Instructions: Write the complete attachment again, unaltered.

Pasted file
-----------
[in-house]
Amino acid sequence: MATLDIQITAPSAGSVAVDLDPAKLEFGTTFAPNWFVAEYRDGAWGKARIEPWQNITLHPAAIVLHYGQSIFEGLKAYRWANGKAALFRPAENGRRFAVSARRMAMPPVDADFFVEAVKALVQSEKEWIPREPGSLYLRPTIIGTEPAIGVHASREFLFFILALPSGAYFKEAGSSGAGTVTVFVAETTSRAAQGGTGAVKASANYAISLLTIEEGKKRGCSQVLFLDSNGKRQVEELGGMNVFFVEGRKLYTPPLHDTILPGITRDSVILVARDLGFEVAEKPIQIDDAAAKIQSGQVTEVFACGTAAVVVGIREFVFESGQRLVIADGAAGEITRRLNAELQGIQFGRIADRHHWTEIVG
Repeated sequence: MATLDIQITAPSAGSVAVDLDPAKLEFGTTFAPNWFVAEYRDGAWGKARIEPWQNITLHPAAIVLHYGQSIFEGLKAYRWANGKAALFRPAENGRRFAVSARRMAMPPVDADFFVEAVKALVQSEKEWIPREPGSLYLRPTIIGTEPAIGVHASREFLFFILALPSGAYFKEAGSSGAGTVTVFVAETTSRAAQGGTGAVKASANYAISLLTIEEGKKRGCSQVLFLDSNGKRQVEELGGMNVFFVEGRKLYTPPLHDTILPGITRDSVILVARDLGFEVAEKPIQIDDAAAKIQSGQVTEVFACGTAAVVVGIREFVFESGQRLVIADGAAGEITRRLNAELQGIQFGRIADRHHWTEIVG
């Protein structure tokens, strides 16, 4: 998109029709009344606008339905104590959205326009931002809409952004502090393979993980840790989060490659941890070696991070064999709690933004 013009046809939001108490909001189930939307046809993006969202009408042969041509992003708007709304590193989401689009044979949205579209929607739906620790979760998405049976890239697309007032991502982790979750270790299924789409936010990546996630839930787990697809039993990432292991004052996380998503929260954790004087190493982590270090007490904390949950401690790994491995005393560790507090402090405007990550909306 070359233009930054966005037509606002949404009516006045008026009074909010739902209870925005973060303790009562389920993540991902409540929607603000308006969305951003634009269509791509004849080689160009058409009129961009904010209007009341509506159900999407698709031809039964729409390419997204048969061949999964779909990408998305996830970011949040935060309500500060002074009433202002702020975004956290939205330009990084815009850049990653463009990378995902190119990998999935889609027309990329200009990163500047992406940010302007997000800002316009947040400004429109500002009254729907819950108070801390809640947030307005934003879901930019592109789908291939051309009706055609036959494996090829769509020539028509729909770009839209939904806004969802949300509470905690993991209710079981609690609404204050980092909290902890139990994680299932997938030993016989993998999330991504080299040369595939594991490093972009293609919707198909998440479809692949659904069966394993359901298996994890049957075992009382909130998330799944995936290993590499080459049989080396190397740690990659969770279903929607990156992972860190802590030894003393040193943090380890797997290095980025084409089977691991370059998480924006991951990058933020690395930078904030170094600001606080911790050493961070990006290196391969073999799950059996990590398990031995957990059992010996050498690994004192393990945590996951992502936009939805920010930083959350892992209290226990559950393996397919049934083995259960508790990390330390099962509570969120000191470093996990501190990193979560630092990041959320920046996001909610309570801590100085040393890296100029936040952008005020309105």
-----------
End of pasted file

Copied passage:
[in-house]
Amino acid sequence: MATLDIQITAPSAGSVAVDLDPAKLEFGTTFAPNWFVAEYRDGAWGKARIEPWQNITLHPAAIVLHYGQSIFEGLKAYRWANGKAALFRPAENGRRFAVSARRMAMPPVDADFFVEAVKALVQSEKEWIPREPGSLYLRPTIIGTEPAIGVHASREFLFFILALPSGAYFKEAGSSGAGTVTVFVAETTSRAAQGGTGAVKASANYAISLLTIEEGKKRGCSQVLFLDSNGKRQVEELGGMNVFFVEGRKLYTPPLHDTILPGITRDSVILVARDLGFEVAEKPIQIDDAAAKIQSGQVTEVFACGTAAVVVGIREFVFESGQRLVIADGAAGEITRRLNAELQGIQFGRIADRHHWTEIVG
Repeated sequence: MATLDIQITAPSAGSVAVDLDPAKLEFGTTFAPNWFVAEYRDGAWGKARIEPWQNITLHPAAIVLHYGQSIFEGLKAYRWANGKAALFRPAENGRRFAVSARRMAMPPVDADFFVEAVKALVQSEKEWIPREPGSLYLRPTIIGTEPAIGVHASREFLFFILALPSGAYFKEAGSSGAGTVTVFVAETTSRAAQGGTGAVKASANYAISLLTIEEGKKRGCSQVLFLDSNGKRQVEELGGMNVFFVEGRKLYTPPLHDTILPGITRDSVILVARDLGFEVAEKPIQIDDAAAKIQSGQVTEVFACGTAAVVVGIREFVFESGQRLVIADGAAGEITRRLNAELQGIQFGRIADRHHWTEIVG
């Protein structure tokens, strides 16, 4: 998109029709009344606008339905104590959205326009931002809409952004502090393979993980840790989060490659941890070696991070064999709690933004 013009046809939001108490909001189930939307046809993006969202009408042969041509992003708007709304590193989401689009044979949205579209929607739906620790979760998405049976890239697309007032991502982790979750270790299924789409936010990546996630839930787990697809039993990432292991004052996380998503929260954790004087190493982590270090007490904390949950401690790994491995005393560790507090402090405007990550909306 070359233009930054966005037509606002949404009516006045008026009074909010739902209870925005973060303790009562389920993540991902409540929607603000308006969305951003634009269509791509004849080689160009058409009129961009904010209007009341509506159900999407698709031809039964729409390419997204048969061949999964779909990408998305996830970011949040935060309500500060002074009433202002702020975004956290939205330009990084815009850049990653463009990378995902190119990998999935889609027309990329200009990163500047992406940010302007997000800002316009947040400004429109500002009254729907819950108070801390809640947030307005934003879901930019592109789908291939051309009706055609036959494996090829769509020539028509729909770009839209939904806004969802949300509470905690993991209710079981609690609404204050980092909290902890139990994680299932997938030993016989993998999330991504080299040369595939594991490093972009293609919707198909998440479809692949659904069966394993359901298996994890049957075992009382909130998330799944995936290993590499080459049989080396190397740690990659969770279903929607990156992972860190802590030894003393040193943090380890797997290095980025084409089977691991370059998480924006991951990058933020690395930078904030170094600001606080911790050493961070990006290196391969073999799950059996990590398990031995957990059992010996050498690994004192393990945590996951992502936009939805920010930083959350892992209290226990559950393996397919049934083995259960508790990390330390099962509570969120000191470093996990501190990193979560630092990041959320920046996001909610309570801590100085040393890296100029936040952008005020309105």